“High-dosage tutoring” drastically improves learning after COVID

As state and local educational agencies seek out impactful ways to address the learning loss many children experienced this past year as a result of the pandemic, researchers at the University of Chicago Education Lab report promising results from “high-dosage tutoring.”

In a study of more than 5,000 ninth and 10th graders in Chicago Public Schools, researchers found that pupils who participated in a high-dosage tutoring program learned up to an additional 2.5 years’ worth of math instruction within one academic year. The study also shows improvements in math test scores, grade-point averages and graduation rates continued for one to two years following tutoring.

High-dosage tutoring is a model that is personalized, with specific student-to-tutor ratios of less than three-to-one. The findings in this study — Not Too Late: Improving Academic Outcomes Among Adolescents” — are the result of an intervention developed by the non-profit organization Saga Education. Their tutoring model consisted of daily 45–50 minute, two-on-one instruction to complement in-classroom learning.

The report, which involved two separate randomized control trials, found that students continued to see persistent gains in math test scores and GPA up to two years after tutoring, and that the intensive math tutoring was found to have spillover effects across subjects, as student grades increased in math and non-math courses.

“By providing personalized instruction and coordinating closely with teachers, students, and families, tutors were able to complement in-classroom learning and help students progress two to three times faster than their peers,” authors of the report said in a press release. “The results are particularly encouraging given conventional wisdom and claims by some in the research community that it is too difficult or costly to substantially improve the academic skills of children who are behind once they reach high school.”

Costs could add up, but be covered by influx of new funds

A January cost estimate conducted by Education Resource Strategies, a nonprofit consulting firm that works with districts on financial issues, projected that the kind of high-dosage tutoring needed for students who have fallen the furthest behind and hiring more staff devoted to schoolwide social-emotional learning efforts could cost approximately $2,500 per year, per student.

Many districts have already begun to invest in or plan for academic interventions. Ravenswood City School District has redirected 10 percent of its budget — about $45 million — toward additional academic support, while Los Angeles Unified School District began paying teachers earlier this year to tutor students outside of school.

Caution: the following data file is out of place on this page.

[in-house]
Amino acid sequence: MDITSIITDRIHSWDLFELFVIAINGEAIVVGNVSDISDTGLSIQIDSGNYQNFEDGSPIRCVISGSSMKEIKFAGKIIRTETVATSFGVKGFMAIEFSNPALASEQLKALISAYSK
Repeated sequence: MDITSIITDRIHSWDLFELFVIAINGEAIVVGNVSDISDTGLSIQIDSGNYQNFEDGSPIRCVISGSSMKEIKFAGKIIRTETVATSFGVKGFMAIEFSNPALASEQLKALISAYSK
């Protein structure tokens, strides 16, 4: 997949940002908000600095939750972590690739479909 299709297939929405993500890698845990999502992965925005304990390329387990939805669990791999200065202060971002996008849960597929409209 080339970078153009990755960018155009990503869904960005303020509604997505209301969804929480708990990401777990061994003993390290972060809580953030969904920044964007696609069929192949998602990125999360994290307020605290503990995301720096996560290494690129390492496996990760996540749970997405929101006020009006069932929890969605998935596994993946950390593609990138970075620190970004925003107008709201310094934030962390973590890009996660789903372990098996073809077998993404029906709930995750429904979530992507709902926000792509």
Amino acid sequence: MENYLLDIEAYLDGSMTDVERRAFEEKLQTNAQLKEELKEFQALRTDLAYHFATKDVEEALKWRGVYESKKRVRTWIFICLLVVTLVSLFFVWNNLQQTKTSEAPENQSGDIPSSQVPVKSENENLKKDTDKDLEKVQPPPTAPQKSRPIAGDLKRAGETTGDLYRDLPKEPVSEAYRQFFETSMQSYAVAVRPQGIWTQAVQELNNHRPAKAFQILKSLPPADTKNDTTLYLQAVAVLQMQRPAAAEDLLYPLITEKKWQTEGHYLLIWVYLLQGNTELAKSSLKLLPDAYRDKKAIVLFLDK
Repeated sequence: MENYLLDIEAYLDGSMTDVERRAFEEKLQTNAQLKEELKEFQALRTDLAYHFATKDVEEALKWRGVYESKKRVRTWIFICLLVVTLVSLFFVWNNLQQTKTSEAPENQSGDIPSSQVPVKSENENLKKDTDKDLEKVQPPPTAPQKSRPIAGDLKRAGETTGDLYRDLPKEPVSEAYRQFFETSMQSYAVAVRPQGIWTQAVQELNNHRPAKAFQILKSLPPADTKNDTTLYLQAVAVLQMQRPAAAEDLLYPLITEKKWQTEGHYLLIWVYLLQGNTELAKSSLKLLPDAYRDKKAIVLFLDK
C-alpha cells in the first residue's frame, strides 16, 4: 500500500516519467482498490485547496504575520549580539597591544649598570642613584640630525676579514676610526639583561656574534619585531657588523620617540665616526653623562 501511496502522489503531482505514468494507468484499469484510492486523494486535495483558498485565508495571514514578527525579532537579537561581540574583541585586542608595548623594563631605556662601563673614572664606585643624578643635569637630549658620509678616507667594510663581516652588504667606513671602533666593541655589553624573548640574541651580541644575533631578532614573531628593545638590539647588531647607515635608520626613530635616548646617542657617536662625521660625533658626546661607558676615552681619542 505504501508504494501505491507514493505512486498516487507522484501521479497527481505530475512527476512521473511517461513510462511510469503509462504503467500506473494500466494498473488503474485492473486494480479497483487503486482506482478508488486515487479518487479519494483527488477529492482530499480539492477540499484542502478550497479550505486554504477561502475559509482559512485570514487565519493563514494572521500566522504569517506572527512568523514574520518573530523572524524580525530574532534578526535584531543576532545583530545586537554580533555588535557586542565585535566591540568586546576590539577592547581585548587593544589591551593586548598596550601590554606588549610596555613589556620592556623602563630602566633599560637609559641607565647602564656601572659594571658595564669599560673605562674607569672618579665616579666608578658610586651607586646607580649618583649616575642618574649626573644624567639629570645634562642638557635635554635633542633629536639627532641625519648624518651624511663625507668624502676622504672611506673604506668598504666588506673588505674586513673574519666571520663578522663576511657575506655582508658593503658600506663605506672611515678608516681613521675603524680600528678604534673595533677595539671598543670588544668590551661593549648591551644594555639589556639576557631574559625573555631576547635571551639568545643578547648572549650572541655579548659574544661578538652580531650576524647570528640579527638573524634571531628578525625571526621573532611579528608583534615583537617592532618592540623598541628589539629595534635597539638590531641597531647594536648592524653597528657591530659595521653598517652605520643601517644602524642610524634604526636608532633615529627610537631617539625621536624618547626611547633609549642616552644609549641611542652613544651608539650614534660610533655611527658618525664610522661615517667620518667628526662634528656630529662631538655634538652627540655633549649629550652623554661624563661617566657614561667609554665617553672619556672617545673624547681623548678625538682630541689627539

The University of Chicago study defined Saga Education’s program as “low cost,” or between $3,500 and $4,300 per student per year. The tutoring model can be replicated by using recent college graduates, retirees or others to provide personalized tutoring, which could save schools money researchers said.

Additionally, new state and federal funds will be available to support schools in efforts to expand learning recovery programs such as high-dosage tutoring, President Joe Biden signed the American Rescue Plan on March 11 — a $1.9 trillion relief package that includes $128 billion for K-12 education and $350 billion for state governments to fill their budget gaps. Nearly $122 billion will be distributed nationwide to school districts through the Title I formula, thereby targeting more funds to the country’s highest-poverty areas.

Districts must use at least 20 percent of the federal funding to “address learning loss through the implementation of evidence-based interventions, such as summer learning or summer enrichment, extended day, comprehensive after-school programs, or extended school year programs, and ensure that such interventions respond to students’ academic, social and emotional needs and address the disproportionate impact of the coronavirus” on underserved student groups. The remaining funds can also be used to address learning loss, as well as for a variety of purposes related to supporting pupil education and well-being.

California’s share of education funding is just over $15 billion in federal K-12 aid, with LEAs receiving about $13.5 billion directly. Of the remaining money, at least $753.4 million must be spent on addressing learning loss; $150.6 million each must be spent on summer enrichment and after-school programs; $376.7 million must be spent on other state activities as determined by state officials to “address issues responding to coronavirus.”

On top of that, the school reopening plan signed March 5 by Gov. Gavin Newsom includes $4.6 billion for extended learning and intervention, with funding to be allocated according to a proportional share of LCFF funding, with an additional $1,000 in per-pupil funding for each homeless student. The California Collaborative for Educational Excellence will receive $5 million in additional funding to support LEAs in extended learning.